THE MADONNAS OF RHODES
Source: Unique Destination Magazine
The church is located at the eastern end of the Knights Street, in the Medieval Town’s Collage. The temple was the metropolitan church of the Byzantine city and during its construction, the principles of Byzantine architecture were applied. The original core of the building was probably built in the 11th century and belonged to the type of cruciform domed church. After the capture of Rhodes by the Knights of St. John, the Byzantine church was repaired and took the form of a three-aisled Gothic basilica with a transverse aisle. It was their cathedral.
The coats of arms of the Great Magistrate Helion de Villeneuve and Pope John XXII, which are preserved in the central pylon window of the arch, advocate for the dating of this phase in the years between 1319 and 1334. The eastern side of the church touches the sea fortification and is formed externally in a tower with rectangular battens. On the west side, above the main entrance door, a large, rectangular frame is preserved, which used to host a painted composition, lost today, with the theme of the Virgin Mary with Saints and Knights. During the Ottoman domination, the temple was converted into a Moslem temple. Thus, very little was preserved from the original frescos of the church. Worth mentioning are the Virgin Mary, the pairs of Saints in the northwest pavement (2nd quarter 14th century) and the figure of Saint Lucia on the south wall, probably a work of Western European painter (2nd
half 14th century).
The Church of the Virgin of the Burgh is not an intact temple. Nevertheless, it is at first glance obvious that it is a brilliant monument. It is the proof of the existence in Rhodes of a particular ecclesiastical architecture, which was developed during the period of the Knights of St John, and of which it is one of the few surviving samples (the other is the Virgin of Filerimos). The traces of the church until the time of the island’s Italian occupation are somewhat vague, as over the ages six houses had been erected inside. There are no traces suggesting that during the Ottoman domination the site had been transformed into a mosque, a practice that was very common.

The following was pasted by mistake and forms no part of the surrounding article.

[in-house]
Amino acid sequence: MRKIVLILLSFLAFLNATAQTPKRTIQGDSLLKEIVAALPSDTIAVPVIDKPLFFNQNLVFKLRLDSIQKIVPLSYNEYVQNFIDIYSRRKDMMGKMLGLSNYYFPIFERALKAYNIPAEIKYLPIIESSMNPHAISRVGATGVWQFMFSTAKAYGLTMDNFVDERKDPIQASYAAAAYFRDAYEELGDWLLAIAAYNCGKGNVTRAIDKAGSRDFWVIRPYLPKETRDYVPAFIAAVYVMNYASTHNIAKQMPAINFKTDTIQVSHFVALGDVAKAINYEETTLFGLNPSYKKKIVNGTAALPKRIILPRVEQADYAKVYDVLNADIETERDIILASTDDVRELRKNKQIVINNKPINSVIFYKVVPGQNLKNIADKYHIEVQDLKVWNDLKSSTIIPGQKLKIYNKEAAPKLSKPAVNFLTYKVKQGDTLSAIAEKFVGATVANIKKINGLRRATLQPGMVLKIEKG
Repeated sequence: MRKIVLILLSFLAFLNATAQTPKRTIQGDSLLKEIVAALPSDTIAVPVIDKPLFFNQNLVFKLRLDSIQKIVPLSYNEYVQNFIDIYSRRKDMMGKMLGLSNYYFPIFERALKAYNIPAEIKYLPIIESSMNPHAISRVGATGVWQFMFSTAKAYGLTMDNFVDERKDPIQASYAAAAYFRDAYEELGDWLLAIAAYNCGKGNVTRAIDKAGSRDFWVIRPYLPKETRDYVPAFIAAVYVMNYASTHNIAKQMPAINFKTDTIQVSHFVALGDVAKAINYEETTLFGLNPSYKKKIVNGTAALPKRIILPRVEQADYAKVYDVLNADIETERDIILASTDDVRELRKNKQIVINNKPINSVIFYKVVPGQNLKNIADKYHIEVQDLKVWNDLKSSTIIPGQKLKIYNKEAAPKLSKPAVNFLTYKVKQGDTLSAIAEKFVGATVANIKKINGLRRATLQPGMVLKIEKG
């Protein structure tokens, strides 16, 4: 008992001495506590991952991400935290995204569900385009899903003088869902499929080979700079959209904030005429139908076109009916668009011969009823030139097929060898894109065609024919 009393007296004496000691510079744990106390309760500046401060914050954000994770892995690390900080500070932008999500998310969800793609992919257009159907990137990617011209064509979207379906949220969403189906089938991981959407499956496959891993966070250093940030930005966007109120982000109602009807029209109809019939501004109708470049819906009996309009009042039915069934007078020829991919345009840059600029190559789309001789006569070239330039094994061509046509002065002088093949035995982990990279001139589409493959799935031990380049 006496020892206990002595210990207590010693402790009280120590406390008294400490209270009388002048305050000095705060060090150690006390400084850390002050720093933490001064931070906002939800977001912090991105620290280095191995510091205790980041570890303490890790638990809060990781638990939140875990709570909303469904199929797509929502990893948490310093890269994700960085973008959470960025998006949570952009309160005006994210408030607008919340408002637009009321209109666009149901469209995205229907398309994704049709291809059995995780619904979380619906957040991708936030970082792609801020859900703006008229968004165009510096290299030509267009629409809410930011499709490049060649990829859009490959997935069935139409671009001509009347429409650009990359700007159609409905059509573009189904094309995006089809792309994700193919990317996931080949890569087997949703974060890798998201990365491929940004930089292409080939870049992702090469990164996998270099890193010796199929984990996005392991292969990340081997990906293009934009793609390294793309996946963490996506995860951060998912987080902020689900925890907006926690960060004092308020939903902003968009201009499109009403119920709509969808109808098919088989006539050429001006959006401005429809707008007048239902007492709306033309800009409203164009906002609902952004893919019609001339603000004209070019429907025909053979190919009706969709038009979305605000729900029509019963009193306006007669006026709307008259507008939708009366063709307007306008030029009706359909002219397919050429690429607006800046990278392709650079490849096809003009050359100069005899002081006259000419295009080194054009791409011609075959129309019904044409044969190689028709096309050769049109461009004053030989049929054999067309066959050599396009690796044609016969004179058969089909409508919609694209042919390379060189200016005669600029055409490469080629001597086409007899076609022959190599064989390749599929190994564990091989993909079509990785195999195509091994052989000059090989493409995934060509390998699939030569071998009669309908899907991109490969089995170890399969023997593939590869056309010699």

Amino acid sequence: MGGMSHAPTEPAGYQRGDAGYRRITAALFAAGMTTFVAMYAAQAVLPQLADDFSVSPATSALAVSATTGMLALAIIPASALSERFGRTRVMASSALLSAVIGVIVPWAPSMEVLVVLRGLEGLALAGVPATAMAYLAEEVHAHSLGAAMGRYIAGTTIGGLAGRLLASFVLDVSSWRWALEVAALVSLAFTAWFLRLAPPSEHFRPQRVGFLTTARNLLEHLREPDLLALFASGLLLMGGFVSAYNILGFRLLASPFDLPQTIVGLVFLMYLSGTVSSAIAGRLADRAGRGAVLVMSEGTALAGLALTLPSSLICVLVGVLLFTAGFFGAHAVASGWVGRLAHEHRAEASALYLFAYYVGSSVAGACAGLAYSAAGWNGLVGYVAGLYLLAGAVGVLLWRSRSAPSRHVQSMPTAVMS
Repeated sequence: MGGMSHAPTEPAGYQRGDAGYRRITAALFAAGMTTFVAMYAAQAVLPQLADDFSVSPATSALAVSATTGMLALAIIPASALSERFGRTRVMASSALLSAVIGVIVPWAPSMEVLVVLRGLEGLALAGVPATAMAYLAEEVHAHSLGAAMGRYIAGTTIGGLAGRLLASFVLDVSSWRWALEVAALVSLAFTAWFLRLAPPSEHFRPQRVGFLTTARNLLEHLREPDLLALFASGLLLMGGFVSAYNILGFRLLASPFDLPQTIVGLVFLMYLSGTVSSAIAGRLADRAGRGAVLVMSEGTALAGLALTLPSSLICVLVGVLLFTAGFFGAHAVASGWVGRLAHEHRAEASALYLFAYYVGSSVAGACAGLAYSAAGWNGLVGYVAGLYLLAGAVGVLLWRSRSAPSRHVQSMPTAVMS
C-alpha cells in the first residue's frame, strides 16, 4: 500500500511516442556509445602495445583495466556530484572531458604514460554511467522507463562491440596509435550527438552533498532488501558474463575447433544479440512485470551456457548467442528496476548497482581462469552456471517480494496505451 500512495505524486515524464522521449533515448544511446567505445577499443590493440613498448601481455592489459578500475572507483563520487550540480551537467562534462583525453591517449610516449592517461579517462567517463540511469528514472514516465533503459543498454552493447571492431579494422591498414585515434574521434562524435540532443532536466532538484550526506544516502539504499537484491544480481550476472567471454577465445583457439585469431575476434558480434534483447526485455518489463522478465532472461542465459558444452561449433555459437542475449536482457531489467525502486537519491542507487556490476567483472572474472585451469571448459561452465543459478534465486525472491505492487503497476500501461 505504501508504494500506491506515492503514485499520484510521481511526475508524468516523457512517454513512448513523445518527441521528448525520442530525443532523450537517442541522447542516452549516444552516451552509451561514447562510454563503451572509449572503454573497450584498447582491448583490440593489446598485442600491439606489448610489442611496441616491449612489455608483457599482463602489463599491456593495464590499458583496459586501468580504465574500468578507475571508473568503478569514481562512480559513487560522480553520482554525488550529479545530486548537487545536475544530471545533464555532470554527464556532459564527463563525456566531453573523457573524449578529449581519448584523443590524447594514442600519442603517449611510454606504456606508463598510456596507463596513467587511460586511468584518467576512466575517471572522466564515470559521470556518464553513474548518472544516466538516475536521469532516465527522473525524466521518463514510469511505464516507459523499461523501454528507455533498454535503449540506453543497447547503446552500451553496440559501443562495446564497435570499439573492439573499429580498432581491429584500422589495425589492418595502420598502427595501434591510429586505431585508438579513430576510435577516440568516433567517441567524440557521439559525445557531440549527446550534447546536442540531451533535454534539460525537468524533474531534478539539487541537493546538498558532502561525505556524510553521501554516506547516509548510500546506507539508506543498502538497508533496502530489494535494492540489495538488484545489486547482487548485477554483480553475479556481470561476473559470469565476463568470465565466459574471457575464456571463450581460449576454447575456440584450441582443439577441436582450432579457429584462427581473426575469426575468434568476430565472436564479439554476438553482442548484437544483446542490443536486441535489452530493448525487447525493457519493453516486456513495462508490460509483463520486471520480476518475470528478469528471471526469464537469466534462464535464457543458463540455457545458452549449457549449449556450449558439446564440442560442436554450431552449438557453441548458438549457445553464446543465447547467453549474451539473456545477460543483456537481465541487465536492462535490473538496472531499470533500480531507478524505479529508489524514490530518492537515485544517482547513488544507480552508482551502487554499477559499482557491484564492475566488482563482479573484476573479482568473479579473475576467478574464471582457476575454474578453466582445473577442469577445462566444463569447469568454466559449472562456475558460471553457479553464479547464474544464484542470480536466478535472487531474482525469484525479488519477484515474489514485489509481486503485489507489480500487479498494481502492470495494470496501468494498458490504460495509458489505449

The Italians expropriated the houses and demolished them, keeping only the parts that belonged to the temple. The temple was undoubtedly used to serve the needs of the catholic faith, as deduced from its form and its characteristics. It was probably one of the first buildings that the knights built. Balducci argues that the temple turned into a Western cathedral dedicated to Saint Catherine in about 1480, when the Virgin of the Castle ceased to be the cathedral of Rhodes. The Virgin of the Burgh is a typical example of the Knights’ architecture, and although its dimensions are smaller than corresponding temples in Europe, it well responded to the needs of the Catholics of the city of Rhodes. Its historical significance becomes even greater given that the rest of the city’s purely western temples no longer exist. Some have been totally destroyed, such as St. John of Kolaki.
The Madonna of Filerimos
The temple of Panaghia tis Filerimou is situated in an idyllic landscape overlooking the hill that dominates the bay of Trianta and the city of Ialysos. The location seems to have been particularly attractive from the past. At the very same site there existed an ancient temple of Athena, which, with the advent of Christianity, was converted into a paleo-Christian basilica, with three aisles, a narthex and a tripartite sanctuary. The temple is known because it hosted a famous pilgrimage, the icon of Filerimos. It is an icon of the Virgin Mary holding baby Jesus, which according to the folk tradition it is attributed to Apostle Luke.
The icon was transferred to Rhodes in the thirteenth century, probably from Jerusalem, and was placed on the Filerimos hill until 1523, when the island fell into Ottoman occupation.
It was then transferred from the Knights to France and from there to Italy, Malta and Russia, where it remained until the Bolshevik Revolution of 1917. Since 2002, it has been hosted at the Blue Chapel of the National Museum of Montenegro. Apart from the ancient and early Christian temples, three extra building phases are distinguishable in the temple, since the period of the Knights. The temple has undergone very heavy restoration interventions during the Italian occupation of Rhodes, between 1912 and 1948. Of particular interest is the northern chapel. The cruciform ribs are attached to the bracelets decorated with the coat of arms of the Knights and the cross of Great Magistrate Pierre d’ Aubusson (1476-1503). The decorative elements bearing these coats have no particular artistic value and must have been performed by local craftsmen, or stonemasons from Crete.